The very first panel consisted of representatives from the American Coalition for Ethanol (ACE), American Fuel and Petrochemical Manufacturers, American Soybean Association, National Farmers Union, National Biodiesel Board and the Renewable Fuels Association (RFA).

RFA senior vice president Geoff Cooper urged the agency to implement the statute as Congress intended and abandon its blend wall methodology in setting the 2014–2016 renewable volume obligations.

“We continue to believe EPA is overstepping the bounds of its legal authority by proposing to partially waive the RFS based on perceived distribution capacity constraints,” Cooper said. “Nothing in the statute allows EPA to set the renewable volume obligations (RVOs) based on the so-called ‘blend wall’ or alleged infrastructure limitations. Congress considered measures that would have allowed waivers based on distribution infrastructure. But they rejected those concepts because they knew allowing such off-ramps would allow oil companies to hold the RFS program hostage.”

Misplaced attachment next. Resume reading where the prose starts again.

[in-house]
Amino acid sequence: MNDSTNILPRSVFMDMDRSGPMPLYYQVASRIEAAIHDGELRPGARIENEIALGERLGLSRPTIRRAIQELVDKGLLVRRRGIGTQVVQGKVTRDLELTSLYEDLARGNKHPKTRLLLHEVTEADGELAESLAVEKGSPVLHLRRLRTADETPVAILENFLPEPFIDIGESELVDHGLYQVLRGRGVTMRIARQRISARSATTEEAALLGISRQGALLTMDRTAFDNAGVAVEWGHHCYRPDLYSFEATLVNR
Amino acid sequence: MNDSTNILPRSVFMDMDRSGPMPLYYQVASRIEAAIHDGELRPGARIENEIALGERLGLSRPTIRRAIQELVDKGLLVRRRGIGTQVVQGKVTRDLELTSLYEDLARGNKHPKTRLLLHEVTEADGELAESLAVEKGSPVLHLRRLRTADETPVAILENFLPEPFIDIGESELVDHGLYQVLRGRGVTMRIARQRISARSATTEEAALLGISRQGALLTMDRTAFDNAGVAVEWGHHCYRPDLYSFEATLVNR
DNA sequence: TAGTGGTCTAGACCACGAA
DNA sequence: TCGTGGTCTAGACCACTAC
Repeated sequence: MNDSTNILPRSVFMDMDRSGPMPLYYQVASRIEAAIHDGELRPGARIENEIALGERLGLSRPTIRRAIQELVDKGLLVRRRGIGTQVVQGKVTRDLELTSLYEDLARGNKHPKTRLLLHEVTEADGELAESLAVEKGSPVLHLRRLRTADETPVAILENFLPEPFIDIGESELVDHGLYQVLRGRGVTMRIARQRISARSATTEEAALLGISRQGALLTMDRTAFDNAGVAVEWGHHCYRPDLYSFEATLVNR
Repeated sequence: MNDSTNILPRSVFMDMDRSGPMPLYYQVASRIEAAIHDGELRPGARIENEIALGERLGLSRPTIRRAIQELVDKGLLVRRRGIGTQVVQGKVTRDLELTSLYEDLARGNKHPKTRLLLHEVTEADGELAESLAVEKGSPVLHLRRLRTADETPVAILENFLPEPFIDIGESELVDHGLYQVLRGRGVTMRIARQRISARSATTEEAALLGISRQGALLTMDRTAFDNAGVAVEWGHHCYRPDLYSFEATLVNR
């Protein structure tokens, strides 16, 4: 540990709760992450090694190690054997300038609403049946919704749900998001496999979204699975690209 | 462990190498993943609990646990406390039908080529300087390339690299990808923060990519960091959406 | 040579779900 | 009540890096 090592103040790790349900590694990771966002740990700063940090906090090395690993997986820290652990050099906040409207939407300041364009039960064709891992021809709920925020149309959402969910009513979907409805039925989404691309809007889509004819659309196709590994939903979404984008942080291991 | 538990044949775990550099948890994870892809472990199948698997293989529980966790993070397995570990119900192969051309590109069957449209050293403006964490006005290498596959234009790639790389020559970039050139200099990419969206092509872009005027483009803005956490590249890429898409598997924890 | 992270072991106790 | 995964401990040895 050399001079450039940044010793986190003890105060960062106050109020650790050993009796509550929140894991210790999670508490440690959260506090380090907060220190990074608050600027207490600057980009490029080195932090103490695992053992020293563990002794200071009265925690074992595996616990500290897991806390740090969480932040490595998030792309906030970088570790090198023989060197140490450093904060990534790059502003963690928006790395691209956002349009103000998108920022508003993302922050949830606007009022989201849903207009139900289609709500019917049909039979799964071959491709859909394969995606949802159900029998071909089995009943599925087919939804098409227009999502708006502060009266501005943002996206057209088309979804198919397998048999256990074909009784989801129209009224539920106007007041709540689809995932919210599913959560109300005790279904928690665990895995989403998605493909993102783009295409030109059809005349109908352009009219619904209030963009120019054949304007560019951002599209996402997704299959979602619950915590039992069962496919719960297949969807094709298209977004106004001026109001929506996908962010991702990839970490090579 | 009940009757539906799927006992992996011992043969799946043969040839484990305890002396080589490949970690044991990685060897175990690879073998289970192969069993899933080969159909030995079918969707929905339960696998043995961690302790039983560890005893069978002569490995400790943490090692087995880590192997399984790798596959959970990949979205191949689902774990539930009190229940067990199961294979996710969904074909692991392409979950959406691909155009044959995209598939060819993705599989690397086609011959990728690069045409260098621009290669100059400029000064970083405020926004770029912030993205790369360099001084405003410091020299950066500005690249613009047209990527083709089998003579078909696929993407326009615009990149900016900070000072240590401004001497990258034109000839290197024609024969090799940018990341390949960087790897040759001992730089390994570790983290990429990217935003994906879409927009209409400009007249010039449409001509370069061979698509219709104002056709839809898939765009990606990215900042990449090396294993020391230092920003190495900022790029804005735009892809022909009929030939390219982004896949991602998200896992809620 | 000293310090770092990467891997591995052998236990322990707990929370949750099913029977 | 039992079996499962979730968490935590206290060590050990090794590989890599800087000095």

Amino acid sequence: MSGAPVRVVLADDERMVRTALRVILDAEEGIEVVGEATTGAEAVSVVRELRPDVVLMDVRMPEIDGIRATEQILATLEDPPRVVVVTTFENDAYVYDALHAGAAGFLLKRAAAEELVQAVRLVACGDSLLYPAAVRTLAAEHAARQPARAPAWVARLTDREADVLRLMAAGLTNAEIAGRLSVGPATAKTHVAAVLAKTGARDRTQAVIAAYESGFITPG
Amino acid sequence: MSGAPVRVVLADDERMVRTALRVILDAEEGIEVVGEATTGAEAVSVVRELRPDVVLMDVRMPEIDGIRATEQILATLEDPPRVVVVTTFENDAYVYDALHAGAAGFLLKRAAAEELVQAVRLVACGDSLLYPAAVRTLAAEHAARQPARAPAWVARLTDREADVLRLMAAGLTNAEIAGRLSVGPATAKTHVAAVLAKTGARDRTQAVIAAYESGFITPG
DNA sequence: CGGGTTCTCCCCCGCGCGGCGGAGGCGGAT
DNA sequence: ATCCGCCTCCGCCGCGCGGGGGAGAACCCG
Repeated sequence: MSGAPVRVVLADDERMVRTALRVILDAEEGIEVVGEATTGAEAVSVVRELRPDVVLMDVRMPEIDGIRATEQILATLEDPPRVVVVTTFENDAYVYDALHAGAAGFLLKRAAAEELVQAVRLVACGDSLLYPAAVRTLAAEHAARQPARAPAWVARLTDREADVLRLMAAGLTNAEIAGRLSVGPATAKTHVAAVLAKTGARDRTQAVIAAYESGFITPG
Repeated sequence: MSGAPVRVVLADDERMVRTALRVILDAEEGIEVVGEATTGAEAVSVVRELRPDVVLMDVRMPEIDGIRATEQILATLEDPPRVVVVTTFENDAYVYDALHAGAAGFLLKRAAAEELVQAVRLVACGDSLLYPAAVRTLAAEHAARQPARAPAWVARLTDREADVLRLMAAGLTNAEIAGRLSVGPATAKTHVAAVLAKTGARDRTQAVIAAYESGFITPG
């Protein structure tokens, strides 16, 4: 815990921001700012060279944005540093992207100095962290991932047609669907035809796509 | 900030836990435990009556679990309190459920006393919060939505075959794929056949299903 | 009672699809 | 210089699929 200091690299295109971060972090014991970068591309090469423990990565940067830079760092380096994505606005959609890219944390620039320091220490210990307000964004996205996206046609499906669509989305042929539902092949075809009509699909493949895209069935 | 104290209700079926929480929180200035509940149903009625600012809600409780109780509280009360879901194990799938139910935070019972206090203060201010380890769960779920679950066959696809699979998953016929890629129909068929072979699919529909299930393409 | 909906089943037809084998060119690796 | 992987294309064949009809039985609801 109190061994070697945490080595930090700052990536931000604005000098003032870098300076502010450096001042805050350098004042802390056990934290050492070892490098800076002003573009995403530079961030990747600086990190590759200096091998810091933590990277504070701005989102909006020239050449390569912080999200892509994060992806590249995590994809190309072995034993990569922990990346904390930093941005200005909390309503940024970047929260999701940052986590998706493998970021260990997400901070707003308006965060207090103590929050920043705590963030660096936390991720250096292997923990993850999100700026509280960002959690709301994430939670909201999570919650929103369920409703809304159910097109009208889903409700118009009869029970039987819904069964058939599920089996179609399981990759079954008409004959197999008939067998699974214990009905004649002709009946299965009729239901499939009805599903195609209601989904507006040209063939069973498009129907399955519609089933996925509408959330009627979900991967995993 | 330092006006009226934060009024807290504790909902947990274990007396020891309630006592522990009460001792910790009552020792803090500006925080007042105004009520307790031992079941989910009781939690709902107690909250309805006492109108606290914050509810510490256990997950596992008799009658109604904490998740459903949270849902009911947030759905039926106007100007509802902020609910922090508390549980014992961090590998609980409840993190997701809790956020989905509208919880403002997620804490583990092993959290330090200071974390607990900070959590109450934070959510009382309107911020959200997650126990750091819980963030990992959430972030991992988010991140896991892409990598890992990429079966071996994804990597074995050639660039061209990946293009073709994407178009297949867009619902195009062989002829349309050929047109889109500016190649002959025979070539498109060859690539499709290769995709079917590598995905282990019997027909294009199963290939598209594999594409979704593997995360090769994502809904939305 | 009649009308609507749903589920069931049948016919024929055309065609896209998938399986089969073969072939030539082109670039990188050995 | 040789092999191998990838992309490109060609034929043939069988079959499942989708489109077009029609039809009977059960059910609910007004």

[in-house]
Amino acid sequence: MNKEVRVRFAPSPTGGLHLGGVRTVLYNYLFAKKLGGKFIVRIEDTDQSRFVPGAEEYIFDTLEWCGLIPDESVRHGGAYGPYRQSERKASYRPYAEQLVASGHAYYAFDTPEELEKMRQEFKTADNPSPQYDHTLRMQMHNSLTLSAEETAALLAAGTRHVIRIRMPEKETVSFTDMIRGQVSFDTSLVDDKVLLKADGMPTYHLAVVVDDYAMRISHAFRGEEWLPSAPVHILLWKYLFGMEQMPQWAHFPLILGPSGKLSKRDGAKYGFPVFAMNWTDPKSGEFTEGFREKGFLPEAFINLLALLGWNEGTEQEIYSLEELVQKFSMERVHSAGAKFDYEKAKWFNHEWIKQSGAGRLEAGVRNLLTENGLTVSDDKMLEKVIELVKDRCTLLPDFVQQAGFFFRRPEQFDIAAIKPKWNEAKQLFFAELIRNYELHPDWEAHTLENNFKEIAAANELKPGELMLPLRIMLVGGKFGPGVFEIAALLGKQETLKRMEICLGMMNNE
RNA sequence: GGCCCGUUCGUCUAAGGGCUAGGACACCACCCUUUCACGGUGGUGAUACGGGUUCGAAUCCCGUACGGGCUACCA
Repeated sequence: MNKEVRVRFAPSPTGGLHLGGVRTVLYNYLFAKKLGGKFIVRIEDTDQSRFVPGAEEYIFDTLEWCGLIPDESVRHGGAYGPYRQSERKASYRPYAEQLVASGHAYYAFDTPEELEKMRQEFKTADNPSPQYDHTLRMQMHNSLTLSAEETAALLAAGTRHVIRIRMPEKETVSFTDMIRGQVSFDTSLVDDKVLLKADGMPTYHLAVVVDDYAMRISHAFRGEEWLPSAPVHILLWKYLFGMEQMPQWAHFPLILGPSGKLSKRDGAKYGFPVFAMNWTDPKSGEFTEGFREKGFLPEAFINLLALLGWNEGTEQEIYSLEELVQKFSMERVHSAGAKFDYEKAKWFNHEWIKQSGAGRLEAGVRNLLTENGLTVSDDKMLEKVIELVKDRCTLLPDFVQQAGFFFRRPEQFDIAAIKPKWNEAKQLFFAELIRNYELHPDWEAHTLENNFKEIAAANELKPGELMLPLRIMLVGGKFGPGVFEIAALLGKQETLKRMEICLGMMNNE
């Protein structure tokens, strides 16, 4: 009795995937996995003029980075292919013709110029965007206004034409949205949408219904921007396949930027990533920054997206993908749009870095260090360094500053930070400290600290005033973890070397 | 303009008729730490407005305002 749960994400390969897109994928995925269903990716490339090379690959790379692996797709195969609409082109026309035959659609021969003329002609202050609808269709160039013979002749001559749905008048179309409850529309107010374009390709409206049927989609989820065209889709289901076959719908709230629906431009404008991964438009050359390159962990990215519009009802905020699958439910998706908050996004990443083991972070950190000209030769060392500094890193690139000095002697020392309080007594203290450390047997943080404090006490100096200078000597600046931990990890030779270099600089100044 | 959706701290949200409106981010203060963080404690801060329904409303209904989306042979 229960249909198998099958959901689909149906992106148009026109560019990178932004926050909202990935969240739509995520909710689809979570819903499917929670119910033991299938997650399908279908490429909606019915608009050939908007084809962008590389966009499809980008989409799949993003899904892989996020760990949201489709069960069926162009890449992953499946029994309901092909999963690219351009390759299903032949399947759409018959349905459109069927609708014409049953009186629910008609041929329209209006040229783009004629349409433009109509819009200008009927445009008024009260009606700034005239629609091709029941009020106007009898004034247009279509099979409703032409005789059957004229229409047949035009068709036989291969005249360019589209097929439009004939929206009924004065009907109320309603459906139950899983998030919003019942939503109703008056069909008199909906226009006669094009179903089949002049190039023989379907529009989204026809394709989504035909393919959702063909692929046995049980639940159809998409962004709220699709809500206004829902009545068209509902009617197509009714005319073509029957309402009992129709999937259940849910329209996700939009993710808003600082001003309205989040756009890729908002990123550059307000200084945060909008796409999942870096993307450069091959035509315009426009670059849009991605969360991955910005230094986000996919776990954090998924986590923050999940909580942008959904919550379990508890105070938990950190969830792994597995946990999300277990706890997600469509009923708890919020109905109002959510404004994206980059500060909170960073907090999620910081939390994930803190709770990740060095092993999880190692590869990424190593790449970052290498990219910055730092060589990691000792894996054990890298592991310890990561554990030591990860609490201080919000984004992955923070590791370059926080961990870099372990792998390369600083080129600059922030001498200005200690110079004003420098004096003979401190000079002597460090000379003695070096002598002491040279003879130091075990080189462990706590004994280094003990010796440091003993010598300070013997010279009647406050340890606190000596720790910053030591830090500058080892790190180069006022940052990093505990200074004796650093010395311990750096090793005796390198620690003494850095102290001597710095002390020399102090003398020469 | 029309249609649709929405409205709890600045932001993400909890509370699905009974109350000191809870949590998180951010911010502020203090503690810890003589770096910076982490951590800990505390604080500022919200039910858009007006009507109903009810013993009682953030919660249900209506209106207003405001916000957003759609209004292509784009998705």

Listen to Cooper and others on the first panel here: EPA RFS Hearing panel 1

EPA RFS Public Hearing photo album

Coverage of EPA RFS Hearing is sponsored by
Coverage of EPA RFS Hearing sponsored by RFA

Retailers Counter EPA Blend Wall Beliefs

Many fuel retailers were on hand at the EPA public hearing last week on volume obligations under the Renewable Fuel Standard (RFS) to tell their stories about selling higher ethanol blends.

epa-hearing-retailerAmong those who testified at the hearing and also spoke at the #RFSWorks rally was Cheryl Near, who owns Jump Start gas station in Wichita, Kansas with her husband Phil. The couple is featured in the movie PUMP, a documentary about America’s addiction to oil and the monopoly of the oil companies that works to prevent consumer choice at the pump.